Four days since the shocking murder-suicide involving the Kansas City Chief's Jovan Belcher, on Wednesday evening "Piers Morgan Tonight" welcomed a trio of guests charged with adding their insight and expertise to the ongoing debate of gun control in America.
Joining the program live, Carol Roth defended the rights of people to own firearms without restrictions, drawing a unique parallel to unrest in other countries:
"What it boils down to is the ability to protect yourself, Piers," began the "New York Times" best-selling author. "If you look at what is happening right now in Syria with the threat of chemical weapons, the only reason why they're not going to use it is because somebody else has a credible threat, such as the U.S., of using a similar weapon."
On December 1st, the 25-year-old Belcher used a firearm to murder his girlfriend, Kasandra Perkins, before ultimately driving to the his team's training facility and killing himself.
Earlier Wednesay, Roth took to Twitter, suggesting that weapons aren't the concern, but rather, it's those baring the arms:
Carol Roth (@caroljsroth) December 05, 2012
Speaking live on the program last evening, she stood by her digital statement, insisting that given Belcher's state of mind, the tragedy would have occurred regardless of any restrictions preventing him from owning a firearm:
"As a gun owner, you want to be able to protect yourself. If you are somebody who is so damaged, who is at a point where you don't care about life enough that you are willing to take somebody else's life, then what that comes down to is that that person is not going to obey the gun laws."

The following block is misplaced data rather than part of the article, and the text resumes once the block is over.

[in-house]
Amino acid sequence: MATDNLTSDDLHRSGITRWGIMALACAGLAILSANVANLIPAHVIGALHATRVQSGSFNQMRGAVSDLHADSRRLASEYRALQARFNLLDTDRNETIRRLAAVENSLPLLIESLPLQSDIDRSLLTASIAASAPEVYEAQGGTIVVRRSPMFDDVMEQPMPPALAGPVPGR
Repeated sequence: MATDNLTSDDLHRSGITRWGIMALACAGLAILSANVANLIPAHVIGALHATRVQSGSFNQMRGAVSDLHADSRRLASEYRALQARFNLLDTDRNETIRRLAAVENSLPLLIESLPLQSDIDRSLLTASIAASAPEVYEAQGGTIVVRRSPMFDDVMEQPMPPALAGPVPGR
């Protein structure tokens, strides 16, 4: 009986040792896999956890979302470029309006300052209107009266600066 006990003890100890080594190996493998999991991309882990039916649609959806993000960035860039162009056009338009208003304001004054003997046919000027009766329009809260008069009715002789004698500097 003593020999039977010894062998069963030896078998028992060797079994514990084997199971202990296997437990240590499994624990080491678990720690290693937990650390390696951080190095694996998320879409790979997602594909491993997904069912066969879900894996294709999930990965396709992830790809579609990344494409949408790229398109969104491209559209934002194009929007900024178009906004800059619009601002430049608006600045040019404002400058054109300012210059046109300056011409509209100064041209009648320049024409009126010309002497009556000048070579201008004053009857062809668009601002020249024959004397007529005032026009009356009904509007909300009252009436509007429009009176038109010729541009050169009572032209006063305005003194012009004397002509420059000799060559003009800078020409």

Joining the debate out of Boston, Alan Dershowitz did not concur with Roth's Syria analogy:
"That is so ridiculous," exclaimed the Harvard-educated lawyer: "The implications of that is that every American should have access to chemical weapons, to nuclear weapons. It is just so absurd, it will result in an escalation of weapon ownership."
Comparing the United States to other nations in Europe and Asia, Dershowitz argued that America's reasonably lax gun laws have contributed to unnecessary deaths:
"We have the highest murder rate in the world, it hasn't protected us. It has resulted in arguments that should have a consequence of maybe a slap in the face, resulting in a bullet through the heart. It resulted in a double murder in this case. A murder-suicide. Guns just don't protect."
The third member of Wednesday's debate, Abby Huntsman took a position that fell somewhere in between that of Roth's and Dershowitz's, as she referenced her own social media jab that she'd tossed at the host on Wednesday afternoon:
Abby Huntsman (@HuntsmanAbby) December 06, 2012
"I think what's so important, though, is to make sure that we don't disrespect our Constitution. Our Second Amendment right, which was put in place because of - as I said on Twitter, the crazy Brits like you, Piers Morgan, that they were - wanted the American people to feel protected from the British at the time," joked the host and producer of HuffPost Live, and daughter of 2012 presidential candidate Jon Huntsman, Jr.
"Times have changed since then. I don't think the founding fathers intended for assault weapons. For AK-47s to be walking around the streets. I don't think people should be able to go online and be able to buy guns. There should absolutely be rules in place."
Watch the clip, and listen to the arguments, as Wednesday's three guests debate the need for stricter gun laws in the United States.
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